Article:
Thursday, March 26, 2015

First leaders' "debate" demonstrates why SNP inclusion was so vital

You might remember that after the first Salmond v Darling debate in advance of the referendum, there was just one instant reaction poll with a very small sample size, which showed by a relatively narrow margin that the viewers thought Darling had been the better performer.  The entire narrative of a Darling victory was founded solely on that one poll, in spite of its limitations.  I wondered at the time what would have happened if the journalists' desired narrative had been frustrated by the poll indicating a narrow Salmond win - which could easily have been the case, given that only a small number of respondents were required to swing the balance in either direction.

We're seeing a scenario of that sort play out tonight, because the media would probably quite like to award a victory to Ed Miliband, not because they support Labour, but because the underdog coming out on top is the better story.  However, the ICM instant reaction poll (which admittedly has a bigger sample this time) is stubbornly refusing to give them permission to do so, with Cameron being declared the winner by 54% to 46%.  It'll be interesting to see what angle is taken tomorrow - I suppose there's still scope to spin it as the hopeless Miliband exceeding expectations, and almost nicking a plucky draw.

For what it's worth, I do actually think that Miliband came out on top, and that reaffirms the overwhelming importance of us having fought so hard for SNP inclusion in the real leaders' debate next week.  There's always a chance that your main opponent might do better than expected, and if you're not even in the room to counteract that, you've got a major problem.


David Cameron 98
Ed Miliband 77

(The Scot Goes Pop Brick Index indicates how much out of a score of 100 I wanted to throw a brick at the TV while the leader in question was speaking.  Lower scores are better, therefore Miliband was the "winner".)


  1. Sorry James got to disagree with you on that.

    I thought Cameron was evasive, but used the argument that he wasn't aware of the problems before he took office, so had to adjust his policies accordingly.

    I was surprised he didn't use the argument more, that since he was in a coalition he had to also allow for the Liberals input. (I missed the beginning of his grilling from Paxman so he might have indeed said this)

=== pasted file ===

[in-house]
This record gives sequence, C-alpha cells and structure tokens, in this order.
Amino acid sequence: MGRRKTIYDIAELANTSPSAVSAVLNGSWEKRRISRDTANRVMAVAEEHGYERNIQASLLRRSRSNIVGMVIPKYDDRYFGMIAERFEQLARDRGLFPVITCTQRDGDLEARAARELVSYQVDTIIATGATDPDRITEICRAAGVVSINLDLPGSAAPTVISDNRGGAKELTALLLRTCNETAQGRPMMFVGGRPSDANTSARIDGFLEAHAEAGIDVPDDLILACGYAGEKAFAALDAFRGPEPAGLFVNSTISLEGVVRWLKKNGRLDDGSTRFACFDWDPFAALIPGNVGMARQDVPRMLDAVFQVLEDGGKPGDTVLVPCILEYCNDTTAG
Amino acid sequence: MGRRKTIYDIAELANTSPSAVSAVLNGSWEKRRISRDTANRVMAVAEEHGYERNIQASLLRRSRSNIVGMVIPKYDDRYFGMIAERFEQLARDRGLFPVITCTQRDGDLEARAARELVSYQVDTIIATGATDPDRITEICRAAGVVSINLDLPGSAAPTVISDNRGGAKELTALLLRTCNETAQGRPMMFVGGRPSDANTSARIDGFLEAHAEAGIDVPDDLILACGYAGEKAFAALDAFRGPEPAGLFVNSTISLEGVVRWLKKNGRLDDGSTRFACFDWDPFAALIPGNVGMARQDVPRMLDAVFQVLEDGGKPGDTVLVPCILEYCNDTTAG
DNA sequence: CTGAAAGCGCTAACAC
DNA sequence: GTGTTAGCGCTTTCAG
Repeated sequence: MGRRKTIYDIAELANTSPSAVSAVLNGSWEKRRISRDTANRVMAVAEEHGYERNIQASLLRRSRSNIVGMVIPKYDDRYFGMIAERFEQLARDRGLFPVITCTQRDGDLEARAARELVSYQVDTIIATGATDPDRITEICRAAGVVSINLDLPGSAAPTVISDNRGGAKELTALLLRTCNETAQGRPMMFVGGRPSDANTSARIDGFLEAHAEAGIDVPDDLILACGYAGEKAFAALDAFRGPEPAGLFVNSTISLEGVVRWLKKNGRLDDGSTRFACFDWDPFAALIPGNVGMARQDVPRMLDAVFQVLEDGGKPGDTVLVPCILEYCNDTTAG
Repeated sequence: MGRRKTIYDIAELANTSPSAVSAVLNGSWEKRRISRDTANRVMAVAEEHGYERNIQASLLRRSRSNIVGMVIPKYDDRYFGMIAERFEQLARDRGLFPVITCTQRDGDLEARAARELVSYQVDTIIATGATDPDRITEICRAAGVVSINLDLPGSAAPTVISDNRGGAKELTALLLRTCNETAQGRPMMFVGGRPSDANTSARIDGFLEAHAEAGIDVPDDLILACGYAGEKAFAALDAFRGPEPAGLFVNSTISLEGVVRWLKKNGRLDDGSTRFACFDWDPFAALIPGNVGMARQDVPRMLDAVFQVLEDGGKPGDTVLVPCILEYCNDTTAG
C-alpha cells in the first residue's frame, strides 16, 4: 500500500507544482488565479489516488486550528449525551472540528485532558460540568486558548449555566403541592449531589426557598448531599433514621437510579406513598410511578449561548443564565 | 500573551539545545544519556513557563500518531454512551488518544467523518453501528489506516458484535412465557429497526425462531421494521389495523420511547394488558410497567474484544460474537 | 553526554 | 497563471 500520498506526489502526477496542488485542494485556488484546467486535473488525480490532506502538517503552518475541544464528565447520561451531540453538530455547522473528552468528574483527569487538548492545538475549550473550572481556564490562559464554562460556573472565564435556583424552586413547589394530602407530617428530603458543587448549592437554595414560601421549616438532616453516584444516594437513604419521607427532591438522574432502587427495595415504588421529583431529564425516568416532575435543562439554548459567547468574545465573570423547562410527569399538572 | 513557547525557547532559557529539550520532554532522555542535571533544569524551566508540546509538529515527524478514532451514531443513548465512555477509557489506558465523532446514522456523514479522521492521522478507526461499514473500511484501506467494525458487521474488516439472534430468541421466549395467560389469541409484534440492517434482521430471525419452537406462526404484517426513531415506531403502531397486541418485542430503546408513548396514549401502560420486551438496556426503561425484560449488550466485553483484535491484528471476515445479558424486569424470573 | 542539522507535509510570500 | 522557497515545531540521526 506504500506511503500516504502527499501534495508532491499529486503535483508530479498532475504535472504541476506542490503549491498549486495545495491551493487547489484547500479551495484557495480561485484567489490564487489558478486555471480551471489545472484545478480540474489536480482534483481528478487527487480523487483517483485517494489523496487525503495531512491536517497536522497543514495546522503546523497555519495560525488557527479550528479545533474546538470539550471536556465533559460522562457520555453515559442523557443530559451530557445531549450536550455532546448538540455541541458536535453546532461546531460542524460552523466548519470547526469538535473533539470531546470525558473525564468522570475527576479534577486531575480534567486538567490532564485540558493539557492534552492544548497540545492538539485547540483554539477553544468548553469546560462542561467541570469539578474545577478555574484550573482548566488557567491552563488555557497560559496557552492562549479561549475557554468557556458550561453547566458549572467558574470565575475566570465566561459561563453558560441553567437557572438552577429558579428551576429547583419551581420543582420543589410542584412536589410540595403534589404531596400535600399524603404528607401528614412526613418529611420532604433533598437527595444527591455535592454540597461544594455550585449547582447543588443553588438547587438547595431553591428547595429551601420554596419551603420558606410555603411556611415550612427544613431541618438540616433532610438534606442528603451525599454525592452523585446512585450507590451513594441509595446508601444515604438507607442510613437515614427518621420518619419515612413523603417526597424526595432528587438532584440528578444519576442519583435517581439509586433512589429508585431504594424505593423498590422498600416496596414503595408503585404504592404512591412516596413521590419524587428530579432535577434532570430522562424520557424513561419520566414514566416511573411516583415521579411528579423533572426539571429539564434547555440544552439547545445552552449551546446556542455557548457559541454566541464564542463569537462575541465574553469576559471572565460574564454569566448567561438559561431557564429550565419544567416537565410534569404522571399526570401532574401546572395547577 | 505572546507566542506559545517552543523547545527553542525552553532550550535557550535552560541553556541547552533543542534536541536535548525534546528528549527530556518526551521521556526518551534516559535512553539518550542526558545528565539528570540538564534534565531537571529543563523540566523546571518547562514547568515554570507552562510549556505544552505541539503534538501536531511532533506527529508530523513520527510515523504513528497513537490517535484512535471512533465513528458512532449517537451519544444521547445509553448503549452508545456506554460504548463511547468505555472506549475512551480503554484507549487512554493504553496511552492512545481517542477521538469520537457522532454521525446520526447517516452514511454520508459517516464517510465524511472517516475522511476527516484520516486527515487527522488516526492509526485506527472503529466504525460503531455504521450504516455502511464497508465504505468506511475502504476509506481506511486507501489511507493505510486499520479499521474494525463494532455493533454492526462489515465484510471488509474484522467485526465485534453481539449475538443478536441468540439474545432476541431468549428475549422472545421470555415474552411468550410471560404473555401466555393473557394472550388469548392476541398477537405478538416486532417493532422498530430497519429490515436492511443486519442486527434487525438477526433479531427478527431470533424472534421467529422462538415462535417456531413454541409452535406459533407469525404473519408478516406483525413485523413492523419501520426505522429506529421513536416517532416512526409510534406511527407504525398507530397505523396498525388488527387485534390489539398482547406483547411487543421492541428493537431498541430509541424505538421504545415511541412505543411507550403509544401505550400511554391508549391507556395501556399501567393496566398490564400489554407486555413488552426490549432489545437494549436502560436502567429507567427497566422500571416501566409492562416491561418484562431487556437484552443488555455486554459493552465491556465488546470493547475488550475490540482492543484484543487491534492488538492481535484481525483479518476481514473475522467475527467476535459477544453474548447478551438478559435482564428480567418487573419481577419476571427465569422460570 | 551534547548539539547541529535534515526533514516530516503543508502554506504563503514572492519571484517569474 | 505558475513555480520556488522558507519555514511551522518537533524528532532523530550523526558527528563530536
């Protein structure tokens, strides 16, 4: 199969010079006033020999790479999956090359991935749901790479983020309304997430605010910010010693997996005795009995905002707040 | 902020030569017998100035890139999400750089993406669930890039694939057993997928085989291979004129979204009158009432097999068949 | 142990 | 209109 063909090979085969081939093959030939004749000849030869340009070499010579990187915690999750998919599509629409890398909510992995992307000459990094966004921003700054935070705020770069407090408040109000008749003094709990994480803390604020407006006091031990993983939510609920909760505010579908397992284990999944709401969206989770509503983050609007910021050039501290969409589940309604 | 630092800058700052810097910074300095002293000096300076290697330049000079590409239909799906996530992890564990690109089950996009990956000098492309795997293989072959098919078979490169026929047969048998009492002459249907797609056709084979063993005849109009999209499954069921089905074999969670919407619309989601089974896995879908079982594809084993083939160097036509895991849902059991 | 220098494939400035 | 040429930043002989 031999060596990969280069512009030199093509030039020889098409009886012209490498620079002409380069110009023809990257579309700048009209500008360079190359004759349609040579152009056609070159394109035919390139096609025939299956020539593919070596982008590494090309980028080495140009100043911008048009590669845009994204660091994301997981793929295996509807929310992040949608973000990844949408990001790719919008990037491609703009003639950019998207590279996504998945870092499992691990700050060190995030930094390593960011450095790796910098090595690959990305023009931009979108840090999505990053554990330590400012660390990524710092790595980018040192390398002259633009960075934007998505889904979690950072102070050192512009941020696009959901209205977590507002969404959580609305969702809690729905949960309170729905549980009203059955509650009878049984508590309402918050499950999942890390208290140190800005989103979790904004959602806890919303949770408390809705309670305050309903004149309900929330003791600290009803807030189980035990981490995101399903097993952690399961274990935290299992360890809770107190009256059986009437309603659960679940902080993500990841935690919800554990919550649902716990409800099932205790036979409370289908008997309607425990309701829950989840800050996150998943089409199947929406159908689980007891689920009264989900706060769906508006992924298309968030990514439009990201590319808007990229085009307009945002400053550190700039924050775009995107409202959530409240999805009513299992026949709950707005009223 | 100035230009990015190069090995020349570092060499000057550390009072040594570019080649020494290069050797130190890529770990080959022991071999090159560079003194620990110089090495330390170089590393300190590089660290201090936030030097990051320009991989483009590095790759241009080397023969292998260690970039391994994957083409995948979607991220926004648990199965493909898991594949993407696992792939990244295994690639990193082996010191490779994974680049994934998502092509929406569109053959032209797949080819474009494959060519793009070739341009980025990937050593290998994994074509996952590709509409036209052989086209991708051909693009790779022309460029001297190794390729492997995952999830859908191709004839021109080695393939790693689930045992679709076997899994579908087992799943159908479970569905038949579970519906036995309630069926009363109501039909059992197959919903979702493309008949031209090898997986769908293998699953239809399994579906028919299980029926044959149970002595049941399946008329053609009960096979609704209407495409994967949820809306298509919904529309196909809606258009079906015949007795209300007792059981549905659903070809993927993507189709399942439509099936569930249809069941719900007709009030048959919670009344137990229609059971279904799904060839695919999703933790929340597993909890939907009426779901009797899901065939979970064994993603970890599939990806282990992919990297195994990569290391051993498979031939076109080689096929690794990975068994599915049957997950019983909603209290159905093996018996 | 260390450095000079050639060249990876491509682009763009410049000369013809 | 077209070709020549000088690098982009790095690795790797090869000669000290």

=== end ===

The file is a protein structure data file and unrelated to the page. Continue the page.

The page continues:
I thought Ed was surprisingly good with the audience questions, but his main problem is he has came over as weak and not leadership material, so he needed to be strong with the Paxman grilling.

    I'm afraid he was badly bullied and the audience began to snigger at his discomfort, which only served to make him look even more weak.

    He began to pull himself together and fight back, but I felt that by the end Paxman was toying with him, and the bit as the credits rolled when you heard Paxman asking Milliband, 'are you alright Ed' seemed to confirm this.

    In the overall needs of both men, I think Ed failed in his one overall objective, to show he was a strong enough character to lead the UK.

    It's one of those situations, that like you mention, the public were expecting Ed to do really badly tonight, so the surprise that he didn't fall apart and mutter like a wreck, made hi look better than expected, but over the next few days people will remember how he was bullied by Paxman at the beginning and that is what will stick.

    Labour Lose.

  2. Does anyone know if there is a Scottish reaction poll lined up for the leaders debates?

    1. I haven't heard anything definite yet. If all else fails, we'll just have to make a song and dance about the Scottish subsample figures (assuming they're published).

  3. I didn't watch the whole thing, but from what I saw Cameron was less well prepared and given softer questions. I don't think Miliband would be so easily let away with saying he doesn't know how many food banks there are.

  4. Was fascinated to hear that 2.8m were watching the latter part of Cameron's performance, which rose to 3m at the outset of Miliband's only for it to fall to 1m by the end.

    I feel somehow responsible because I didn't watch Cameron at all, turn it on not long after Miliband started only to turn off again after five minute of cringing. I find I can't listen to him at the best of times but when you have to suffer looking at his obviously coached and inauthentic mannerisms at the same time, it is too much.